The simplicity of that feels good.

I posted something here about a weird pregnancy symptom I had. I was 20 weeks pregnant when I noticed that the skin below my engagement ring and wedding band was red and peeling. There was a tightness to it, a feeling like a chemical burn I suppose, and nothing I tried made a difference. I googled it and nothing came up. I asked my mom and my midwife, but neither thought it was anything to worry over. My mom suggested it was soap or lotion trapped under the ring by swelling fingers. My midwife suggested perhaps my rings were too tight. Neither of them had any reason to think it was a sign of anything more serious. It nagged at me, though, and not just because it sort of hurt and looked weird. But because it fed into my deeper, quieter fear that something was not right.

God, I've never talked about this. Not even with Darrick, really, because he would have told me I needed to stop googling (he would have been correct, no doubt) and that the ultrasounds showed a healthy babe. I hinted at the little twinge of doubt that was sprouting in my soul a few times, but mostly it was around the time we had our 1st trimester screening, in the days we awaited the results to the bloodwork which would tell us whether our borderline ultrasound was something or nothing. And when that came out ok, when we were told our chance of a 'normal' baby was better than average, I started to breath easier, but it was still there, tugging at the darkest corner of my mind telling me "Something is not right."

What reason did I have to think those tempt fate with the mama's intuition that was trying to clue me into something on which I couldn't put my finger? When so many pregnant women have bad reflux and heartburn, who was I to let my mind wander into possible explanations for my reflux and heartburn? And so what about that burning red ring finger? It was probably a boy I was carrying, and his hormones and mine were probabaly doing battle and upsetting my body's natural pH. No reason to worry. Right? But what if someting's not right?

As the due date grew closer, my anxiety over things rose, but what I was anxious over I could never put my finger on. I was never really worried about labor pain, nor pushing. I never doubted that my body could handle labor and delivery without intervention, that Darrick and I could and would get through the darkest hours of childbirth pain because we had each other. I never even worried about the safety of birthing Andre, the baby growing inside me, who I knew would be big and strong and born safely and powerfully. But, again, somewhere in my subconcious was a little flicker of a doubt saying to me "Something is not quite right.". I guess maybe I misplaced this anxiety and read it as worry over how this baby would compare with Luca...whether our families would love it as much...whether it would have a face that had people stopping us in stores to coo and swoon over it. But under those fears, hidden away because I was so scared to give voice to it, was that nagging choir of "Something is not quite right."

The day you give birth, no matter how it happens, is a day you won't ever forget. My memories of bringing Rohan into this world, into the loving arms of our midwives and up onto my chest under the large palm of his father, will never fade. I cried when he was born. For him...for my son and how beautiful and perfect and healthy and strong he was. I looked through eyes blurred with tears, and yet I could see him perfectly clearly, as though I did not need eyes to see this sweet boy who had grown and flourished inside my body. I knew him already, with his ruddy newborn skin and big blue old-man eyes. I cried for myself and Darrick too, for the strength we both had in the deepest moments of labor, when every contraction had me reaching into the depths of my being, harnessing a power I always knew I had, but had never tested in such a way. My memories of the day Luca was born are similar..feelings, hands, kisses, strength, love, smiles, joy. Bliss bliss bliss.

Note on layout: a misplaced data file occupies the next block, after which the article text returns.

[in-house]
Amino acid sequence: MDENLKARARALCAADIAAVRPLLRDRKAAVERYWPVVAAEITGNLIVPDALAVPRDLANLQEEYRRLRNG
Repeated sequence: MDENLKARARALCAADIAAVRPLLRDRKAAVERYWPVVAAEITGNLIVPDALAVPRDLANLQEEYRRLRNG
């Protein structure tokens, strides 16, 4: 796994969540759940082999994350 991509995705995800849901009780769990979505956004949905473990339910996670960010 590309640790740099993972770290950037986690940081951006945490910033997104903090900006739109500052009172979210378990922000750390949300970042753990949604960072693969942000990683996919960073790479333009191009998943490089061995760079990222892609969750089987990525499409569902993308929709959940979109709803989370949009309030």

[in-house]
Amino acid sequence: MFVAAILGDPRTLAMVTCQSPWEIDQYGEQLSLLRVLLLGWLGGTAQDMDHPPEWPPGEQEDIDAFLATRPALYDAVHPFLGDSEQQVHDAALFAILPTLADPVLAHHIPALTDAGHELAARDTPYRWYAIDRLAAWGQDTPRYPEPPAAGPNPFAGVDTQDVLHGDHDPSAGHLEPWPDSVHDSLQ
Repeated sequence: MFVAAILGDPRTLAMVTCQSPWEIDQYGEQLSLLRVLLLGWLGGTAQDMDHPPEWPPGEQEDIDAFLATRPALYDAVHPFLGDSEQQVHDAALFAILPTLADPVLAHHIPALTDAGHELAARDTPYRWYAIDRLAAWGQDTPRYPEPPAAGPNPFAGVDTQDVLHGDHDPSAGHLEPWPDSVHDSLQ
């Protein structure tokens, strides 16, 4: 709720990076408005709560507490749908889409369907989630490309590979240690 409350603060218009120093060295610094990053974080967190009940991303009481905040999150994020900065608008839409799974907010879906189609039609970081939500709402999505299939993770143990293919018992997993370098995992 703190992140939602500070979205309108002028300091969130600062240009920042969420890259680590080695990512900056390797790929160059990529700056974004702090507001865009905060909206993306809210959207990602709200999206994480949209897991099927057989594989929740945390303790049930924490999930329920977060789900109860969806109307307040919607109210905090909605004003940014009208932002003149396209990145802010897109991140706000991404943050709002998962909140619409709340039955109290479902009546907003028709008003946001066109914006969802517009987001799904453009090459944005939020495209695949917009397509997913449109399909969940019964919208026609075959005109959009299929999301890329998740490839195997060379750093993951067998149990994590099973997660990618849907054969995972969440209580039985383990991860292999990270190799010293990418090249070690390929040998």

And there it is, in those pictures from the moments following his birth. The mascara smudged, our cheeks red with exertion and pride in the moment, more bliss. And on his tiny little forearm there's a spot. My fears. Concentrated in one tiny spot on his tiny newborn arm. It seems to taunt me now when I look at those pictures. It's just one tiny little spot, but because of it, I am now a member of the club of moms who carry special medication in the diaper bag and a special stain on their heart.

"My son has a disease."

I've said that phrase now more times than I could count. I remember naively coming home with the paper from the pediatrician. It was a single sided document tucked in with the other papers from our visit that morning, folded in half and tossed on the kitchen counter. I hadn't even looked twice at it. This was to be my first real lesson in having to do the work for our son, and my husband was the one who taught it to me. I mentioned it in an off-handed way, just as the Pedi had to me, and my husband - the man who never reads directions, nor magazines, nor books - picked it up and read it. And the more he read, the quieter he got. And anyone who knows my husband knows it's never a good sign for him to get quiet.

"Honey, this is bad," he told me.

"They said it's no biggie. We just have to avoid a few things and it'll go away on its own," I naively insisted. "Something is not right", my subconcious was whispering.

"Honey, Our son has a disease. A DISEASE. It. Is. Not. Okay."

So many moments in life shape us. Change the course of our future. The day I moved out of my parents' house into a 1 bedroom apartment with him, a futon, and a mattress on the floor, and we ordered a pizza at midnight because we could. The moment he knelt and pulled out a ring. The 3 a.m. phone call telling me my dad might not make it through the night, then waking on a cot in the ICU waiting room to see him sitting at my bedside, watching over me. The "I Do"s. The "Fuck YOU!"s. The word "Pregnant" on a tiny digital screen. The moment I became a mom and he a dad for the first time. The second line. The moment we became Mom and Dad to two. A million tiny memories that we store away, for better or for worse, and know without a doubt we will always remember.